Women top men in leadership roles at CWCMar 29, 2013 By Katie Roenigk, Staff Writer
The college's labor force is predominantly white, with 4 percent of employees saying they are Hispanic, and 4 percent marking the American Indian/Alaskan Native box.
Although men make up the majority of the workforce at Central Wyoming College, administrators say women have more leadership roles at the school.
"About 60 percent of the leadership team are women, and 40 percent are men," executive director of human resources Jennifer Rey said last week during a report to the CWC Board of Trustees. "You don't normally see that."
The executive management staff makes up less than 5 percent of the workforce, Rey said, while the rest of the group includes 18 percent clerical staff, 30 percent professional staff and 38 percent instructional staff. The college employed 243 full-time, benefited employees during fiscal year 2012, a relatively stable figure, according to Rey.
"You'll see we've been flat," she said. "We haven't really gone up or down a whole lot with positions being reconfigured or taken away."
The workforce is predominantly white, with 4 percent of employees saying they are Hispanic, and 4 percent marking the American Indian/Alaskan Native box. However, Rey said some employees choose not to disclose their ethnicity.
"It's hard to make some judgments about how we reflect our workforce or not because such a significant piece does not identify," she said. "We will continue to focus on improving how we capture race (and) ethnicity data."
The average CWC employee is 47 years old, but ages of non-student staff members range from 24 to 69. Rey said almost 46 percent of CWC's full-time workforce is over 50, which means her staff will have to start looking at succession planning in the future.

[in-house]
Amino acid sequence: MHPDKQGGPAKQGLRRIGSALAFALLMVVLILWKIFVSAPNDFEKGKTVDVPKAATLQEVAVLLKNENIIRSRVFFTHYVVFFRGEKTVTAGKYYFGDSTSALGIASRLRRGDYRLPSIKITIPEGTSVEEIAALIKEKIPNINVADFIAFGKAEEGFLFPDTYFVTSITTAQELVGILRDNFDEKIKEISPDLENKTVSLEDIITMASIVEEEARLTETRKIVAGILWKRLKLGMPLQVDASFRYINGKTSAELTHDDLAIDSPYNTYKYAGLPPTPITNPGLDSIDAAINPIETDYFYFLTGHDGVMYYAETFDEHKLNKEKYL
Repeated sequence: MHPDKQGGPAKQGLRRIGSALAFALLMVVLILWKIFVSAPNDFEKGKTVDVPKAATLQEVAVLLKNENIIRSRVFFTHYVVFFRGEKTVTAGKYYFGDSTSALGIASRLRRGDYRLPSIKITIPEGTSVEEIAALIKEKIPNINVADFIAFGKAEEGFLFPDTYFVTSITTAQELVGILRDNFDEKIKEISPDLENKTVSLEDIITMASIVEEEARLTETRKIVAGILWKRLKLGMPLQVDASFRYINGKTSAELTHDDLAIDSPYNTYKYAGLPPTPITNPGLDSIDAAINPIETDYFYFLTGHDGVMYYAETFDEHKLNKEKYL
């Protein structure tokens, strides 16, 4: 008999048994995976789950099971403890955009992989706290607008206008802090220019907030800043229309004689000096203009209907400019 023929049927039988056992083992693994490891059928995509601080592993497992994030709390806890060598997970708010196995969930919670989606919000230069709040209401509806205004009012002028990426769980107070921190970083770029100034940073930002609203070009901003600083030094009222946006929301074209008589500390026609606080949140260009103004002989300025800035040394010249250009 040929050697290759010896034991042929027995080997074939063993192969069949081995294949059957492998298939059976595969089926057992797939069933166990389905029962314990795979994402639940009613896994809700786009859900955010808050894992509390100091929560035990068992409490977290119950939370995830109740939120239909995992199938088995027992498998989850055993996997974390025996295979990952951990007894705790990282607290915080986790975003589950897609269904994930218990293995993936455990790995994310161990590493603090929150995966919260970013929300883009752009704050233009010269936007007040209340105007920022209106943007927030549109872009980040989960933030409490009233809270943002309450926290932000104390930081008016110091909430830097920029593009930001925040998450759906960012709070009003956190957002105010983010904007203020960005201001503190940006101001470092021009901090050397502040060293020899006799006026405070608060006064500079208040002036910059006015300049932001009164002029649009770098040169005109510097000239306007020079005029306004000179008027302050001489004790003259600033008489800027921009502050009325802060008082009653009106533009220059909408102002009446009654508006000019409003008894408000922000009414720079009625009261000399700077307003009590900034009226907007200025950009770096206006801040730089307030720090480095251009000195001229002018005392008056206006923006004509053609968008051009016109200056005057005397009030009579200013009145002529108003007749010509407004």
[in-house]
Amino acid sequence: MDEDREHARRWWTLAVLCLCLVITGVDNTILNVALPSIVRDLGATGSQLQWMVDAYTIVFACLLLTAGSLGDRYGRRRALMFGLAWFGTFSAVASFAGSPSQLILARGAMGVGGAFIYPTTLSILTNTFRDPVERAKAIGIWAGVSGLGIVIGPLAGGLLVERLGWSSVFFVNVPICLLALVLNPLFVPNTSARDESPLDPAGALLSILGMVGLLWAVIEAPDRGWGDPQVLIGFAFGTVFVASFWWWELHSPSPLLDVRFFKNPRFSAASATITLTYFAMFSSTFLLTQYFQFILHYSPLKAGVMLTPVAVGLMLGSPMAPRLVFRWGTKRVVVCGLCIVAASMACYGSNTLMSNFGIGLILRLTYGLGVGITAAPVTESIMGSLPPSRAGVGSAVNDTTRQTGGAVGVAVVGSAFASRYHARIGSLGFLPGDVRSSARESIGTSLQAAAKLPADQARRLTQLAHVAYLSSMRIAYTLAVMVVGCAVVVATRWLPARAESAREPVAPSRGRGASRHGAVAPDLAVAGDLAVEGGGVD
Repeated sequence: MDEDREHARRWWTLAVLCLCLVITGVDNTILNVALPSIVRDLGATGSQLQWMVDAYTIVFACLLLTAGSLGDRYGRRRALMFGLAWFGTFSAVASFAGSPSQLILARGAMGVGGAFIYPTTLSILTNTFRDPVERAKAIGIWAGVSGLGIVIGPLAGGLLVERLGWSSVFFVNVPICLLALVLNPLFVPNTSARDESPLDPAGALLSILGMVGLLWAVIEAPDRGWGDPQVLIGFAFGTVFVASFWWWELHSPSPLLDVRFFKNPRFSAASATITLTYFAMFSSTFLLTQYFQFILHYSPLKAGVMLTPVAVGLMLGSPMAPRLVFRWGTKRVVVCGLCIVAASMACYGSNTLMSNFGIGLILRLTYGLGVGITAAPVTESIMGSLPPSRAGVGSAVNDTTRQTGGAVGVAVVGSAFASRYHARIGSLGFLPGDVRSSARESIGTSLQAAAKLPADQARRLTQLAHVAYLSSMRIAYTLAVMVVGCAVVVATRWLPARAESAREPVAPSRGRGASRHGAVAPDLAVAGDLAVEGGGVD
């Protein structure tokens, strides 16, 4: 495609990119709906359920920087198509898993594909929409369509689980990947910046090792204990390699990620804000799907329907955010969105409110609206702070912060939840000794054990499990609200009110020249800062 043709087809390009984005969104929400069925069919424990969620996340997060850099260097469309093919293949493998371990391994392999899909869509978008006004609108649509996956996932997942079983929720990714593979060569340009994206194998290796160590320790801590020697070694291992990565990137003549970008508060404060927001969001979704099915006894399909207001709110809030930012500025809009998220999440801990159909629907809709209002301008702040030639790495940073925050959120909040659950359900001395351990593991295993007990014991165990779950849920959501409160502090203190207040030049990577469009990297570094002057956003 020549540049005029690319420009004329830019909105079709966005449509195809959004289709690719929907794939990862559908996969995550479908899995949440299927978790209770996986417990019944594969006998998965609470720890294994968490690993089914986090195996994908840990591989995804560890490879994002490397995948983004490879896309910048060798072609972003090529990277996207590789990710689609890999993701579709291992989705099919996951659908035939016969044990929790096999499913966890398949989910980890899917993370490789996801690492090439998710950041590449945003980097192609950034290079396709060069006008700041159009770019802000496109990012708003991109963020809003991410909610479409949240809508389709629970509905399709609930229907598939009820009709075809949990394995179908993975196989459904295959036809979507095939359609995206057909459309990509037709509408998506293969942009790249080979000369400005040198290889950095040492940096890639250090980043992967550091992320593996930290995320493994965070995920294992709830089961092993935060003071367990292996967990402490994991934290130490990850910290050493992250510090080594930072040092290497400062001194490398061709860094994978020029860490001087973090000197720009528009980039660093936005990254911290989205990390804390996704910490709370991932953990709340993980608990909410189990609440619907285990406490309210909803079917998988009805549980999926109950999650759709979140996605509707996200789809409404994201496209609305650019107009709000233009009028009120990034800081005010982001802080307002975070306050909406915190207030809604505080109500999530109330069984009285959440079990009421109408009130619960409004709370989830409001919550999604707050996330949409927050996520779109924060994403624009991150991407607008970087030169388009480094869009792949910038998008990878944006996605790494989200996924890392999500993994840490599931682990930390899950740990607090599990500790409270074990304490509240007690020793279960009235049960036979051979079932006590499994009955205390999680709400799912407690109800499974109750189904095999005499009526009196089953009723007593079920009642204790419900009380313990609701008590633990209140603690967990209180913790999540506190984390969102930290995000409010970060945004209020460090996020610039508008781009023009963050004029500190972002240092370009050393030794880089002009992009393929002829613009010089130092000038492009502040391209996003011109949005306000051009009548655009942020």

"If there's one thing that's been a concern over the last couple of years (it's) the number of employees we have approaching retirement," Rey said. "We've started having discussions (about) ways we can utilize their institutional knowledge and service in ways that create transition periods."
There will also be opportunities to work on retention in the coming years, Rey said, pointing to the group of employees who have worked for CWC for five years or fewer.
"(They) will be really critical as far as how we transition as some of our longer-term employees start to leave," she said. "That's kind of our funnel or pipeline."
She added that CWC remains an "employer of choice" in Fremont County: Rey said the turnover rate has hovered between 7 percent and 16 percent during the past nine years, and for fiscal year 2012, the turnover rate was 8.6 percent.
"The college is pretty successful at retaining most employees once hired," Rey said.
The average length of service for a CWC employee in fiscal year 2012 was 8.84 years, she continued, with the median length of service set at .64 years. Nearly 40 percent of the college's full-time workforce has been at CWC for 10 or more years of service, Rey said.